Maintaining the Fitness of Enbridge’s Systems

Safety is not just a core value at Enbridge. It’s the very foundation of our business. We work relentlessly to ensure the safety of our workforce and communities, keep our infrastructure healthy and fit for service, and maintain strong emergency preparedness and response systems.

Everything we do at Enbridge begins with safe and reliable operations to keep our energy infrastructure healthy and fit for service. Our goal, always, is to lead our industry in safety and reliability.

Business Context and our Strategic Response

Enbridge’s integrity management program addresses all aspects of evaluating and maintaining asset integrity to minimize risks and consequences. We take a lifecycle view of integrity management, encompassing design and construction, monitoring and prevention, leak detection and community outreach and engagement.

Maintaining and continually improving upon safe, reliable performance requires us to not only diligently inspect our pipelines and facilities to ensure fitness for service; we must also learn from past incidents and near misses so we continually strengthen the system of barriers and controls that will prevent leaks and releases.

We are disappointed when we experience any incident—of any magnitude. Our goal is clear: to prevent all injuries, occupational illnesses and incidents. We investigate each event to identify and address root causes. The learnings from incidents, research and reviews feed back into our management system, our operating procedures and the conversations we have with our employees about maintaining an accountable, vigilant and resilient safety culture.

Our Approach

We invest in tools, technology and leading-edge research to continually improve our understanding of threats to our system and our ability to prevent them. We examine the effectiveness of our operational controls and management system to determine if we have any unmitigated risks or areas where we are underperforming on safety and reliability.

We invest significantly in the fitness of our systems and in leak detection:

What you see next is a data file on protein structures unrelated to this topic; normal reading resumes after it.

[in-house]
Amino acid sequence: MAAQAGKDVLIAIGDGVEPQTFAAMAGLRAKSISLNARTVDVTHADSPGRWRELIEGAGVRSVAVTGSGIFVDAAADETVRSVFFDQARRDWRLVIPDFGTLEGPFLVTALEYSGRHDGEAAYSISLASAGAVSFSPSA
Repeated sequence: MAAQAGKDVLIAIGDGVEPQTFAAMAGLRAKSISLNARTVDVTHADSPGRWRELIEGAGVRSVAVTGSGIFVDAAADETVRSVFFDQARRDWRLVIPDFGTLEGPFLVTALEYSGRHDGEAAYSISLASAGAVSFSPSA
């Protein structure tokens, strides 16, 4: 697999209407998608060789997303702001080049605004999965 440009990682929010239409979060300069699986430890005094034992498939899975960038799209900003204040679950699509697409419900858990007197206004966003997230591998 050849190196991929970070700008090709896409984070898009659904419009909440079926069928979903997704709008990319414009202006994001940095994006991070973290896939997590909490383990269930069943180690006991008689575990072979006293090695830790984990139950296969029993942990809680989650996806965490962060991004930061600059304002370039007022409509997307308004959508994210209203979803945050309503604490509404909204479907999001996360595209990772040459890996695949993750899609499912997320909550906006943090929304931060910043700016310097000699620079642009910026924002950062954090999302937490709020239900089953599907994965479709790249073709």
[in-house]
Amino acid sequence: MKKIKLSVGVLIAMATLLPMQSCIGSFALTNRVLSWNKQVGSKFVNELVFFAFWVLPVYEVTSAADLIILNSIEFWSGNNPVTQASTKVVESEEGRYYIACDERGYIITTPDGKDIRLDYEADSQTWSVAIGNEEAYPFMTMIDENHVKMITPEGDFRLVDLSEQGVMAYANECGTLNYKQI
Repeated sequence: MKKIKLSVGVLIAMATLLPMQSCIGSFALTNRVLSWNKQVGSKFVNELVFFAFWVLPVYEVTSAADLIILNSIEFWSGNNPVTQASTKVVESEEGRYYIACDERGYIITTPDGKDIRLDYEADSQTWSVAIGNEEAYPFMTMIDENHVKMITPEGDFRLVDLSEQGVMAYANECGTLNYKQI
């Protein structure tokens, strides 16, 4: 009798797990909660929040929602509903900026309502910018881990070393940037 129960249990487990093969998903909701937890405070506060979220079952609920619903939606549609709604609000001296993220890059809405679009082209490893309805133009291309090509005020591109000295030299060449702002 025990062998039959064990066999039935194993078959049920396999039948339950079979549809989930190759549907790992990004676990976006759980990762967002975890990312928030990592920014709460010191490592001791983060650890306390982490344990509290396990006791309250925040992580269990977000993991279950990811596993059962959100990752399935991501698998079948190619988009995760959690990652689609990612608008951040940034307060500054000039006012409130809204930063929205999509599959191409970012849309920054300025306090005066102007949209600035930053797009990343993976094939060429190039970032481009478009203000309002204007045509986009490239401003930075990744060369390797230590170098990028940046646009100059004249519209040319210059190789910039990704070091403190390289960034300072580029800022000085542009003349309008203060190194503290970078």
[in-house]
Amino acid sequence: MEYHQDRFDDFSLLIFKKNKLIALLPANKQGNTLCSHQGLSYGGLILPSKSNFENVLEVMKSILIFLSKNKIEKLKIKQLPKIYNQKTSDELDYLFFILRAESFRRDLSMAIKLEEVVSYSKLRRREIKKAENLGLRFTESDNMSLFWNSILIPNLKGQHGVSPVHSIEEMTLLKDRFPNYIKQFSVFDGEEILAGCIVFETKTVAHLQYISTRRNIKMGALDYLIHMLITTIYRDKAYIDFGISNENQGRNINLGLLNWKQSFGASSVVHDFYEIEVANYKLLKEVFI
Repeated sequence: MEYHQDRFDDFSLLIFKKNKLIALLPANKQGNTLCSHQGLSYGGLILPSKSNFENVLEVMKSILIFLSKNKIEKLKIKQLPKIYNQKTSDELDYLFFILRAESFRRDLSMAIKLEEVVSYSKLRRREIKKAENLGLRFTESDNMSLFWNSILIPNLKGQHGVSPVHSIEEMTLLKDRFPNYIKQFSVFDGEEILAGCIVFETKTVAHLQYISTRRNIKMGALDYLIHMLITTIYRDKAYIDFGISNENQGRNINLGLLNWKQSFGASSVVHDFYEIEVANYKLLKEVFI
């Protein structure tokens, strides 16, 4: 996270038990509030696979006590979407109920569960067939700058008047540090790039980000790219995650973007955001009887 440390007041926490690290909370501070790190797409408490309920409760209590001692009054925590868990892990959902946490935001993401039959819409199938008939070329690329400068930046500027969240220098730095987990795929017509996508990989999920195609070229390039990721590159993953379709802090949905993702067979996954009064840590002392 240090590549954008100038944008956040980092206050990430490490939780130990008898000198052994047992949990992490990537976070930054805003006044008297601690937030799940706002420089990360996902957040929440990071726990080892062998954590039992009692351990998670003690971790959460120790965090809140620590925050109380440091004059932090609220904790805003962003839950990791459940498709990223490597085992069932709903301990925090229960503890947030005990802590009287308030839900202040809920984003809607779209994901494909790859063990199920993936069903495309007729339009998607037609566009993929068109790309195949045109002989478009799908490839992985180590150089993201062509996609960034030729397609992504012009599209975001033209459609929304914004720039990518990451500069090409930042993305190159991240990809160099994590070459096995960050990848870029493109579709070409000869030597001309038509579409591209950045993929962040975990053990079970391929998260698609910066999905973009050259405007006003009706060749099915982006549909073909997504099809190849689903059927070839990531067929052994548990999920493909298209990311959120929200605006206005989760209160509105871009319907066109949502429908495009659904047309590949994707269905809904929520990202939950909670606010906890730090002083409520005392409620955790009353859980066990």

• We monitor our systems 24/7, 365 days a year.
  • We continually inspect pipelines and facilities to ensure optimal safety and reliability performance.
  • We conduct visual right-of-way surveillance—both ground and air patrols—to watch for potential issues.
  • We verify our performance and protective measures.
  • We secure our systems against all identified threats.
  • We monitor our pipelines for possible leaks using multiple computerized systems, each with a different focus and each using different technology, resources and timing to provide overlapping and layered leak detection.

We actively research and develop new inspection, prevention and leak detection technologies to meet our needs and continually improve our ability to manage the hazards to our system.

Monitoring our Crude Oil Pipeline System

Controller monitoring: Our Supervisory Control and Data Acquisition (SCADA) system is designed to identify operational changes, such as pressure drops, that may indicate a leak. This SCADA system also monitors vapor concentrations, pump-seal failures, equipment vibration levels and sump levels.

Computational pipeline monitoring: We constantly monitor pressure, temperature and other key data from thousands of points along our systems to quickly identify and respond to unexpected changes. Computer-based systems use measurements and pipeline data to detect anomalies that could indicate possible leaks.

Scheduled line balance calculations: Many times a day, at regularly scheduled intervals, we calculate and confirm that the volumes of crude oil we receive into our pipeline systems precisely match the volumes we deliver.

Working inspecting a pipeline

Managing Hazards

How the integrity of a pipeline is managed depends on the threats the pipeline faces. Because every pipeline faces unique threats and stresses, Enbridge employs a wide range of risk assessment, inspection and surveillance techniques. Once threats and hazards have been identified, we select an optimal combination of controls and safety barriers to preserve integrity over the life cycle of the pipeline. As inspection technology, pipeline materials and construction practices improve with time, and new data on threats and pipeline condition are gathered, our methods of maintaining fitness for service evolve. For more information, please review our commitment to pipeline safety.

How We Prioritize and Respond to Threats


Key Priorities

  • External and internal corrosion.
  • Fatigue and stress corrosion cracking.
  • Geohazards (including slope movement, submarine currents and scouring at watercourse crossings).
  • Human error, including third -party mechanical damage to pipe, causing releases of hazardous material.
  • Achieve zero spills or leaks.
  • Maintain the fitness for service of our pipelines and facilities.
  • Focus on damage prevention, leak detection and corrosion prevention programs.
  • Ensure the quality of the assets we build.